This article is technically a response to an earlier article in The New Republic damning Harvard et al for their admissions process, but can be read stand-alone.
So much to quote. Pinker presciently points to research implicating Harvard's admission process in Asian discrimination four years before the shoe dropped. He cites Adrian Wooldridge, who "pointed out [here in The New Republic ] two decades ago, test-based selection used to be the enlightened policy among liberals and progressives, since it can level a hereditary caste system by favoring the Jenny Cavilleris (poor and smart) over the Oliver Barretts (rich and stupid)." And the piece hits hard:
What is a higher education then?
I think we can be more specific. It seems to me that educated people should know something about the 13-billion-year prehistory of our species and the basic laws governing the physical and living world, including our bodies and brains. They should grasp the timeline of human history from the dawn of agriculture to the present. They should be exposed to the diversity of human cultures, and the major systems of belief and value with which they have made sense of their lives. They should know about the formative events in human history, including the blunders we can hope not to repeat. They should understand the principles behind democratic governance and the rule of law. They should know how to appreciate works of fiction and art as sources of aesthetic pleasure and as impetuses to reflect on the human condition.
On top of this knowledge, a liberal education should make certain habits of rationality second nature. Educated people should be able to express complex ideas in clear writing and speech. They should appreciate that objective knowledge is a precious commodity, and know how to distinguish vetted fact from superstition, rumor, and unexamined conventional wisdom. They should know how to reason logically and statistically, avoiding the fallacies and biases to which the untutored human mind is vulnerable. They should think causally rather than magically, and know what it takes to distinguish causation from correlation and coincidence. They should be acutely aware of human fallibility, most notably their own, and appreciate that people who disagree with them are not stupid or evil. Accordingly, they should appreciate the value of trying to change minds by persuasion rather than intimidation or demagoguery.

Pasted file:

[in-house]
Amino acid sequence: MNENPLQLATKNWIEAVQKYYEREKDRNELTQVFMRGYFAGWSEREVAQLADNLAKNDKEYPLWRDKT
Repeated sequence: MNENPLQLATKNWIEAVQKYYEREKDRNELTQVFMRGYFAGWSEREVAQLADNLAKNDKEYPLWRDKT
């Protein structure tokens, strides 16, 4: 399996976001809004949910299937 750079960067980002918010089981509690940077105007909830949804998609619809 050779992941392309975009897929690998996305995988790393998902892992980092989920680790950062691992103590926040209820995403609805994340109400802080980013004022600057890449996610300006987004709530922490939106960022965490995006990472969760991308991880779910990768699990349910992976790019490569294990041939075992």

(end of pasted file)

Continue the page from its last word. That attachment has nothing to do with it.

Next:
I believe (and believe I can persuade you) that the more deeply a society cultivates this knowledge and mindset, the more it will flourish. The conviction that they are teachable gets me out of bed in the morning. Laying the foundations in just four years is a formidable challenge. If on top of all this, students want to build a self, they can do it on their own time.
Shared for your efforts in parsing it, not for Pinker's piece nor the piece he's responding to.
A lot of academics, in their attempts to defend academia, fall prey to the same fallacy: presuming that the merit of their credential is related to education. It's not. It's signaling.
I mean, here's Pinker:
If you're going to take a swing for the intellectual rigor of the Ivys, maybe don't launch into a hackneyed stereotype about different areas of study. Particularly when you're attempting to take down another author for his hackneyed stereotypes.
The Ivy League isn't "broken." It just isn't what Pinker thinks it's for.